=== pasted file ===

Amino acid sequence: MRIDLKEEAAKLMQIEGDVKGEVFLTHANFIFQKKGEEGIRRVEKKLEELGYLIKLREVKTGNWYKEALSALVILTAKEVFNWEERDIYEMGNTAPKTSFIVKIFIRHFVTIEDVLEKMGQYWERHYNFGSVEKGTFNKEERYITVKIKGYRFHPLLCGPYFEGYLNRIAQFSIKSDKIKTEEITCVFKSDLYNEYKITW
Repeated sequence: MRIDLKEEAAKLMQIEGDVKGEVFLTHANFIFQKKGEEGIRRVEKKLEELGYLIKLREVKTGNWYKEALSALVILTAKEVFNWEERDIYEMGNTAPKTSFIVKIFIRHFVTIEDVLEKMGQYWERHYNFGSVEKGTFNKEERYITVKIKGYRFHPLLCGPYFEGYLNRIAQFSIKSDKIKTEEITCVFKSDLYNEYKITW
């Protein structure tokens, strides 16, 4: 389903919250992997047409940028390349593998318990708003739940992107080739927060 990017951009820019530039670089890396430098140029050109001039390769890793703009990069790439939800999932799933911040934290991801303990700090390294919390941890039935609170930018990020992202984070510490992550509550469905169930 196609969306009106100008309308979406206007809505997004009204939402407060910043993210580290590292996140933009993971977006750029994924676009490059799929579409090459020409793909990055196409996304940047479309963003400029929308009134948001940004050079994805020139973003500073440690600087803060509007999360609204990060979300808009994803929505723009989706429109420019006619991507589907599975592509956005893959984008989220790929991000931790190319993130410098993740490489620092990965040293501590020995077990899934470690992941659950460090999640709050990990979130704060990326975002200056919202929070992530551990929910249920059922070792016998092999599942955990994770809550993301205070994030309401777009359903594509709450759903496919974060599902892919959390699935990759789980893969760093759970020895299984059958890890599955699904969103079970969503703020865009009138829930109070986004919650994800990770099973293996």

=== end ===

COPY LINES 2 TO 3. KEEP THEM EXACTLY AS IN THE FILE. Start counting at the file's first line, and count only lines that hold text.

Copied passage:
Repeated sequence: MRIDLKEEAAKLMQIEGDVKGEVFLTHANFIFQKKGEEGIRRVEKKLEELGYLIKLREVKTGNWYKEALSALVILTAKEVFNWEERDIYEMGNTAPKTSFIVKIFIRHFVTIEDVLEKMGQYWERHYNFGSVEKGTFNKEERYITVKIKGYRFHPLLCGPYFEGYLNRIAQFSIKSDKIKTEEITCVFKSDLYNEYKITW
């Protein structure tokens, strides 16, 4: 389903919250992997047409940028390349593998318990708003739940992107080739927060 990017951009820019530039670089890396430098140029050109001039390769890793703009990069790439939800999932799933911040934290991801303990700090390294919390941890039935609170930018990020992202984070510490992550509550469905169930 196609969306009106100008309308979406206007809505997004009204939402407060910043993210580290590292996140933009993971977006750029994924676009490059799929579409090459020409793909990055196409996304940047479309963003400029929308009134948001940004050079994805020139973003500073440690600087803060509007999360609204990060979300808009994803929505723009989706429109420019006619991507589907599975592509956005893959984008989220790929991000931790190319993130410098993740490489620092990965040293501590020995077990899934470690992941659950460090999640709050990990979130704060990326975002200056919202929070992530551990929910249920059922070792016998092999599942955990994770809550993301205070994030309401777009359903594509709450759903496919974060599902892919959390699935990759789980893969760093759970020895299984059958890890599955699904969103079970969503703020865009009138829930109070986004919650994800990770099973293996």